On the last day of the year

So, there are the tasks that one does at Year-End — filing away the old year, opening the accounting for the new year.  To the best of my ability, these things have been done for the Cat Farm and Confusion Factory.  Which gives a nice feeling of accomplishment, without, yanno, actually having accomplished anything.

Peering forward into the first week of the new month and new year, I see that Tuesday is!

Book Day!

I, for one, am looking forward to receiving my copy of Emergence by CJ Cherryh, as I know many who read here are.

I am also looking forward to the release of the hardcover, ebook, and audio editions of Neogenesis by Sharon Lee and Steve Miller.  It’s a well-known fact that time runs oddly around writers, and so it simultaneously feels like it’s been a long time since we handed in Neogenesis and hardly any time at all.

Sometime next week — possibly Monday — I’ll be putting Degrees of Separation: Adventures in the Liaden Universe® Number 27 up for pre-order at various online outlets.  Official publication date is January 15.  I anticipate no problems with hung releases, as Degrees is an all-original, never-before-published, never-posted-ANYwhere-else-even-for-a-day, story.  It will also be available as a paper book from Amazon on January 15.

Let’s see…Steve and I will be doing a podcast interview for the Baen Free Radio Hour on Wednesday; those are always fun…

On Thursday, Sprite has an appointment with her vet, for the ever-popular annual check-up.  Unfortunately, it’s also supposed to snow 3-5/4-6 inches on Thursday, so we may have to swap that out.  Honestly, if it’s really bad, I may have to swap out my doctor’s appointment on Friday.  Winter in Maine, ayuh.

Looking backward for a moment, we have finished and turned in “Revolutionist” to the Razor’s Edge anthology to be published in August by Zombies Need Brains.  And I had an epiphany recording Fifth of Five, which, in the way of epiphanies everywhere, meant the manuscript got busted back under 60,000 words again.

Today, I will write, and do laundry, skritch cats, spend time with Steve.  Possibly, we will see the New Year in — we’re often up that late, just as a usual thing — but if we don’t, it will arrive just fine without us.

Everybody stay safe; see you in the new year.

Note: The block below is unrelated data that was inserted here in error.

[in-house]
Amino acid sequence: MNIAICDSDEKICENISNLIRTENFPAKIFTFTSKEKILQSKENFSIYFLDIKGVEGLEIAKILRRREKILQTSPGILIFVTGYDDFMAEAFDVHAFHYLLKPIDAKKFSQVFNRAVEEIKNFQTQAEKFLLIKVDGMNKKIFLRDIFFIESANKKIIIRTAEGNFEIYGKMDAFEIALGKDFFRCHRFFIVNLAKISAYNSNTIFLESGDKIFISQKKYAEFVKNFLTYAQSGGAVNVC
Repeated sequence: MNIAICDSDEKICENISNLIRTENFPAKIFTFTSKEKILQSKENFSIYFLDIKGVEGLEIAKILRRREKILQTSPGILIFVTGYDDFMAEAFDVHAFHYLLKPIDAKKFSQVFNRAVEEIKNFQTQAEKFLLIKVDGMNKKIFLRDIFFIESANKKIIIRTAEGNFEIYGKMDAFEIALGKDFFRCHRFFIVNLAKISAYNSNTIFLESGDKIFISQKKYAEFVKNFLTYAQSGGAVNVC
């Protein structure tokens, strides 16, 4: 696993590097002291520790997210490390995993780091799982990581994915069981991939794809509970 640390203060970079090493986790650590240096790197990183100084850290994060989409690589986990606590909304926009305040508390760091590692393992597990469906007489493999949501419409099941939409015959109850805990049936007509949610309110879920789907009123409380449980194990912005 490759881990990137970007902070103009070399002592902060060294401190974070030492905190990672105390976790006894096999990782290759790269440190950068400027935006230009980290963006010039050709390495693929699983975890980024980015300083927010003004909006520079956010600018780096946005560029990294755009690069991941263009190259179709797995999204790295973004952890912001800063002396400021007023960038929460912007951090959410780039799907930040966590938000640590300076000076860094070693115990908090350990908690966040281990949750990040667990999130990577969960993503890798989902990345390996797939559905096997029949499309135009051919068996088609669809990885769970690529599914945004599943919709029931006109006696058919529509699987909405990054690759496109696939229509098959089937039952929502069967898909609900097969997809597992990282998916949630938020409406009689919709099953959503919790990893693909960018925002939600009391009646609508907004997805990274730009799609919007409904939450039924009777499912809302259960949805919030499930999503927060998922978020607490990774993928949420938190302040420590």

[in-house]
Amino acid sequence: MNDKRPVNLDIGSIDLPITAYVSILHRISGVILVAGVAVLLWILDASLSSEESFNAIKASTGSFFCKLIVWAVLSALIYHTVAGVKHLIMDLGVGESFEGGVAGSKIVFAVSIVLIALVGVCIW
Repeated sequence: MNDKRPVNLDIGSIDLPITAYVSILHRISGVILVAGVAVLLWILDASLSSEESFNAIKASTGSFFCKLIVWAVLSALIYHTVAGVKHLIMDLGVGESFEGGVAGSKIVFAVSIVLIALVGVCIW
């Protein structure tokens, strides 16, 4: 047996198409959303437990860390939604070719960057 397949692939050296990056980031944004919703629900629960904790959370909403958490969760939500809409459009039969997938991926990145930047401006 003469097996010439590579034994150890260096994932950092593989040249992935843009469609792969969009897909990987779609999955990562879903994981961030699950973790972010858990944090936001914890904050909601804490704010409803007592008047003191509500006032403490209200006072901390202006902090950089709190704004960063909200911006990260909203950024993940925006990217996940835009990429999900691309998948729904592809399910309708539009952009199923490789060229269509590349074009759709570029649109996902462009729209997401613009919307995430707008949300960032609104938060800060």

Out of the blizzard, into the deep freeze

So, yesterday, Maine hosted a blizzard, our first of the season.  Here at the Cat Farm and Confusion Factory, we got about 11 inches of snow.  Temps didn’t get above 12F/-11C all day, so the snow was fluffy, but there were still 11 inches of it.  I managed to clear the steps and get the car dug out about 10 minutes before the plowguy showed up to clear the driveway, once again proving that Timing is Everything.

The rest of the day was fairly laid back.  Steve and I had planned to take a half-day and watch a movie, but the uncertainty introduced by the weather meant that, instead, we spent the morning baking — mince tarts, chocolate chip cookies, crab cakes (eventually) — and the afternoon working.

This morning, we slept late, in celebration of the certainty that we would not have an early visit from the plowguy, ate a leisurely breakfast, and went back to work.  I managed to trash my left hand during yesterday’s snow removal, which meant I took aspirin to get the pain down to a dull roar, which meant that I was a bit duller than I wanted to be on the manuscript correx.  On the other hand, I manged to rewrite a scene in order to, yanno, show, not tell, and fix a bunch of little this ‘n thats, so I’m not Utterly Unhappy with today’s production.

Tomorrow, I fear that one or both of us will need to Venture Out — this adventure  made somewhat parlous, as the high temperature on the day is supposed to be 10F/-12C, with a low tomorrow night of -12F/-24C, marking the start of ten days of single-digit highs in the daytime, and minus double-digits for nighttime lows.

And people ask us why we keep coon cats.

I don’t if I mentioned here that the cable company, in its infinite wisdom decided that we needed a new modem. It is easily twice as big as the modem it is replacing, and has many bright blue eyes glowing with no-doubt malicious plans to take over the world.  In any case, we decided to swap it in on Sunday evening — because what could possibly go wrong? — and were without access to the internet for 12! hours!  Steve figured out that we were one phone call short of an implementation yesterday morning, made the call and got us back online.

So, that.

Today’s mail brought us the income tax worksheets from our accountant, so when I get bored of writing, I’ll have something to keep me occupied. Accountants are thoughtful that way.

I hope everyone who celebrates had a pleasant holiday; and those who don’t celebrate had a pleasant Monday.

And now I’m going to pour myself a glass of wine, curl up on the sofa with my book and a possible coon cat or two and ignore my hand.

Here’s a picture of Sprite, being adorable.

 

In which work goes forth and the snowstorm cometh

I have one more section of Fifth of Five to read, but, having read two-thirds of what’s there to read, I can say with confidence that it is Not Awful, it’s merely Not Done.

So, working on that.

It snowed Friday night, and Saturday it rained.  The plowguy called early to say that, unless we needed to go out, he was going to defer plowing until the rain stopped, so that he could remove crusty snow, leaving a walkable surface on the drive (as opposed to remove the snow, and letting the rain create a driveway skating rink).  I retired to my office to work, and went out this morning to remove crusty snow from the steps.

The only flaw in this plan was that the car was frozen shut, and no suasions of mine would budge any of the doors.  Steve mixed up an alcohol and warm water brew that did get past the ice seal, but it was a frustrating several minutes.  My last car had a remote starter.  May see if we can get an aftermarket remote installed in this car.

Going forward, the weatherbeans are calling for a snowstorm starting 2:00 am-ish, and continuing until early evening, leaving from 6-9 inches (locally up to 11 inches) of snow behind it.  The plowguy, when he came by this morning, wanted to know if we had to “get out” tomorrow.

No, I said; we’re working tomorrow.  He sighed and produced a sort-of grin.  Yeah, he said; me too.

So, that.